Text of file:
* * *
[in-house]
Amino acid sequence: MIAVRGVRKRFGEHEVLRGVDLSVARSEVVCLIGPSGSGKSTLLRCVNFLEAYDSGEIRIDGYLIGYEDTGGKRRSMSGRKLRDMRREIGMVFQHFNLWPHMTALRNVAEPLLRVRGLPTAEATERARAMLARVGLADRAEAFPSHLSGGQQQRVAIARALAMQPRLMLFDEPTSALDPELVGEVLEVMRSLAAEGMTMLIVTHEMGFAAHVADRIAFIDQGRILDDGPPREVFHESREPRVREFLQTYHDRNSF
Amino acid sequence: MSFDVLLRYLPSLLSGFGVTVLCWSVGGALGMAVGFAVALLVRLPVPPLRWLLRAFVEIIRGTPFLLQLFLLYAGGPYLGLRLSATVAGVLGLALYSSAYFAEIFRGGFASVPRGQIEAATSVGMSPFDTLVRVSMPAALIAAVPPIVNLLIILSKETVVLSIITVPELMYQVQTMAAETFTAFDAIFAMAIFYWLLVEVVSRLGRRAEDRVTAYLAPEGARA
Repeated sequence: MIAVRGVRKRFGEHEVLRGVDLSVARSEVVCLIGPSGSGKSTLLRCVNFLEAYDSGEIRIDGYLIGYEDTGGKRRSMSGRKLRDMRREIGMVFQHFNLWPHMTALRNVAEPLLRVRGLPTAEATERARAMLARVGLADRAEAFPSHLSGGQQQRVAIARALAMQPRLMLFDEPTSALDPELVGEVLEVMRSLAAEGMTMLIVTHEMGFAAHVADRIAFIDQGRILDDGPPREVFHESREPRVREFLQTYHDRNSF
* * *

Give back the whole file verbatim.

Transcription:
[in-house]
Amino acid sequence: MIAVRGVRKRFGEHEVLRGVDLSVARSEVVCLIGPSGSGKSTLLRCVNFLEAYDSGEIRIDGYLIGYEDTGGKRRSMSGRKLRDMRREIGMVFQHFNLWPHMTALRNVAEPLLRVRGLPTAEATERARAMLARVGLADRAEAFPSHLSGGQQQRVAIARALAMQPRLMLFDEPTSALDPELVGEVLEVMRSLAAEGMTMLIVTHEMGFAAHVADRIAFIDQGRILDDGPPREVFHESREPRVREFLQTYHDRNSF
Amino acid sequence: MSFDVLLRYLPSLLSGFGVTVLCWSVGGALGMAVGFAVALLVRLPVPPLRWLLRAFVEIIRGTPFLLQLFLLYAGGPYLGLRLSATVAGVLGLALYSSAYFAEIFRGGFASVPRGQIEAATSVGMSPFDTLVRVSMPAALIAAVPPIVNLLIILSKETVVLSIITVPELMYQVQTMAAETFTAFDAIFAMAIFYWLLVEVVSRLGRRAEDRVTAYLAPEGARA
Repeated sequence: MIAVRGVRKRFGEHEVLRGVDLSVARSEVVCLIGPSGSGKSTLLRCVNFLEAYDSGEIRIDGYLIGYEDTGGKRRSMSGRKLRDMRREIGMVFQHFNLWPHMTALRNVAEPLLRVRGLPTAEATERARAMLARVGLADRAEAFPSHLSGGQQQRVAIARALAMQPRLMLFDEPTSALDPELVGEVLEVMRSLAAEGMTMLIVTHEMGFAAHVADRIAFIDQGRILDDGPPREVFHESREPRVREFLQTYHDRNSF